Friday, the number of reported confirmed positive cases reached 665 in the state. Thursday morning, state officials reported that 508 patients in Arizona had tested positive for the disease. Wednesday morning, 401 Arizona residents were reported as positive. Tuesday, there were 326 reported cases, with 235 on Monday. Sunday, that figure was 152.

State officials have been releasing daily data summaries just after 9 a.m. each day. County information generally comes later in the day.

A majority of cases in Pima and Maricopa counties are younger than 60.

102 Pima County residents have now been reported as diagnosed.

Of those reported by Friday, 52 are men and 50 women, with 25 older than 65. 35 are ages 41-65, with 36 adults between the ages of 18 and 40. 1 is younger than 18.

Officials said they didn't know the ages of five of the Pima cases.

Wednesday morning, Pima officials removed the number of people hospitalized and in ICU from their online dashboard.

Limited data on limited tests

Health officials have repeatedly said that the number of reported cases is just a fraction of the number of Arizonans who are carrying COVID-19. With limited testing capacity still, only the sickest people with known possible coronavirus contacts have been being tested.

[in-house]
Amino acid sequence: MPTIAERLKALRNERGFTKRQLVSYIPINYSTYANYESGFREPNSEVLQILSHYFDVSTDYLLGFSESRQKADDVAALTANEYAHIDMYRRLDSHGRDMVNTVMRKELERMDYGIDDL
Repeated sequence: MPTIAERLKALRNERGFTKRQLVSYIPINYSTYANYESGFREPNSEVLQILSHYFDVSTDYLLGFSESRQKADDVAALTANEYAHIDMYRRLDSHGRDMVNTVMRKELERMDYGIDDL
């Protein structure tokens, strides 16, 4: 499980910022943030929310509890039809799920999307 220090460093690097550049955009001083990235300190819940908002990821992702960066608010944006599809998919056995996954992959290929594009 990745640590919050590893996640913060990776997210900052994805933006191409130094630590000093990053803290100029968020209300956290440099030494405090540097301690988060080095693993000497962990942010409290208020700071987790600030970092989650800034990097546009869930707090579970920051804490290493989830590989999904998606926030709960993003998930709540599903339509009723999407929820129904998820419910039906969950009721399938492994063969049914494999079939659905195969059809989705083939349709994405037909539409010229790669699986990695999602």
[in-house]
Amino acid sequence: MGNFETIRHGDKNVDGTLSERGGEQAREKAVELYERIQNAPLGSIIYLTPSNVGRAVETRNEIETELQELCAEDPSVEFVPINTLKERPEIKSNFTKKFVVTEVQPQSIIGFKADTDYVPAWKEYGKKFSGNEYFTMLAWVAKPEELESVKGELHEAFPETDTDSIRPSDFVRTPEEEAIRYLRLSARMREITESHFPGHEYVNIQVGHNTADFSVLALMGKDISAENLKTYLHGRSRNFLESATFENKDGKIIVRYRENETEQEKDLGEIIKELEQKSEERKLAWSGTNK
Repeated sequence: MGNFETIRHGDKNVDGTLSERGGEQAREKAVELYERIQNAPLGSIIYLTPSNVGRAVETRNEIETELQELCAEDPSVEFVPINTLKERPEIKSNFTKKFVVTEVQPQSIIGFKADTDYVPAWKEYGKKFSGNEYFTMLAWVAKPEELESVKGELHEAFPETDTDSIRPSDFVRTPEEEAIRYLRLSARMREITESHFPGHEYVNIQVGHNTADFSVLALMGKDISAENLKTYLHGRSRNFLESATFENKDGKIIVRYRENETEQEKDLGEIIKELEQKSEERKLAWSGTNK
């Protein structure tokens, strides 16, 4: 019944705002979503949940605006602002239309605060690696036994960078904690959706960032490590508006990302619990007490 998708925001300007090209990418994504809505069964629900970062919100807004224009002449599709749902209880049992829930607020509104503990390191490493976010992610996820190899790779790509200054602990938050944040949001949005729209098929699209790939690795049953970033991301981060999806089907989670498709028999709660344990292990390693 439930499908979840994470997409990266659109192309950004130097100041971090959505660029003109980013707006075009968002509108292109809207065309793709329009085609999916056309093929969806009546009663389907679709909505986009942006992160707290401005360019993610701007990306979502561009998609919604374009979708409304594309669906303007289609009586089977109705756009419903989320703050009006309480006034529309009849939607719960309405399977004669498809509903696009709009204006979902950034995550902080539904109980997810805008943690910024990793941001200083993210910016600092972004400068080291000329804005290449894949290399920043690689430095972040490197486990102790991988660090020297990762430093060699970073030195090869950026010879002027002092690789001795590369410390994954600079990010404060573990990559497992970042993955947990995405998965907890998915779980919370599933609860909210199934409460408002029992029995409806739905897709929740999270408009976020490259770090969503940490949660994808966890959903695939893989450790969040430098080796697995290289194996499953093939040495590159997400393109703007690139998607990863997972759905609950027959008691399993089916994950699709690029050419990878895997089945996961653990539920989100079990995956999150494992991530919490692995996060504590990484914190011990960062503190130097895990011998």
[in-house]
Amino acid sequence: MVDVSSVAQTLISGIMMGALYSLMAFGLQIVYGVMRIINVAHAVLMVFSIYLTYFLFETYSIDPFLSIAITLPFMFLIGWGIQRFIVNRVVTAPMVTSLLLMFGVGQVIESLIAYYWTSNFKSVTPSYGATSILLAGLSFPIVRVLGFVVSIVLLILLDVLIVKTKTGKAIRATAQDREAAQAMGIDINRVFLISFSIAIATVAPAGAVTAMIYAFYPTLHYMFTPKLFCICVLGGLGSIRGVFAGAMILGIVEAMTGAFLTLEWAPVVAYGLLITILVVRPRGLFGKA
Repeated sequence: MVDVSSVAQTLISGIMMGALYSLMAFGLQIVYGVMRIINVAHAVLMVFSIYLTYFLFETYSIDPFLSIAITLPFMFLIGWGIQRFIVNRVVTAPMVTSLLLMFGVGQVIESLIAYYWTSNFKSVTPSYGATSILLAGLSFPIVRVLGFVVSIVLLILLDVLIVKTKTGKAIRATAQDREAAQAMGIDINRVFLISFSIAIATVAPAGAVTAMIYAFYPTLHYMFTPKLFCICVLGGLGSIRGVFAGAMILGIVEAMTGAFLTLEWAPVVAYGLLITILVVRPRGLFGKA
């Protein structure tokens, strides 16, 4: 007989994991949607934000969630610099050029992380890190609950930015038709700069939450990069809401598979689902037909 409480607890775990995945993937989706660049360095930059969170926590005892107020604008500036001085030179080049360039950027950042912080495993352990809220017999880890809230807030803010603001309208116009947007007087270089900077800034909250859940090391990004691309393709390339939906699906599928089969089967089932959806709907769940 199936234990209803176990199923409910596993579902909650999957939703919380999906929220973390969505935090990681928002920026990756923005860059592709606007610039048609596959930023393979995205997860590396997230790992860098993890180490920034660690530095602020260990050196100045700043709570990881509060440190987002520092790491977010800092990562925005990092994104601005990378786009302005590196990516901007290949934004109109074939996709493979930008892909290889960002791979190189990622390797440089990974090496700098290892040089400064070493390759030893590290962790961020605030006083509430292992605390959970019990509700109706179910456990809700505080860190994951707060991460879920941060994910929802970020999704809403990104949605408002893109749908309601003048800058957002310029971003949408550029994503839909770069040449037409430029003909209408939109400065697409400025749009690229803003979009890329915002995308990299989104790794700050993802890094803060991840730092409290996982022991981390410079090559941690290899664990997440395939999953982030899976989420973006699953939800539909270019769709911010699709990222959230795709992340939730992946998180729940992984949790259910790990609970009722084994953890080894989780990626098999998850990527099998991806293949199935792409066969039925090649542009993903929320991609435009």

Many people carry the virus without developing symptoms for days, but still spread it to others they come in contact with — which is why doctors and public health experts repeatedly emphasize that people should remain at home as much as possible to help contain the outbreak.

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Paul Ingram/TucsonSentinel.com

Medical professionals work in a drive-thru lane for the COVID-19 virus testing at Banner University Medical Center on Wednesday.

Stay home.

From the Pima County Health Department:

If you are sick – stay home. Most people, even those who have COVID-19, have mild illness and are able to recover at home without medical care. Stay in touch with your healthcare provider and contact them if your symptoms become more severe.

If you are well – protect yourself. Wash your hands often, especially after being in and touching things in public spaces, after blowing your nose, coughing, or sneezing. Avoid touching your eyes, nose, and mouth. Clean and disinfect frequently touched surfaces.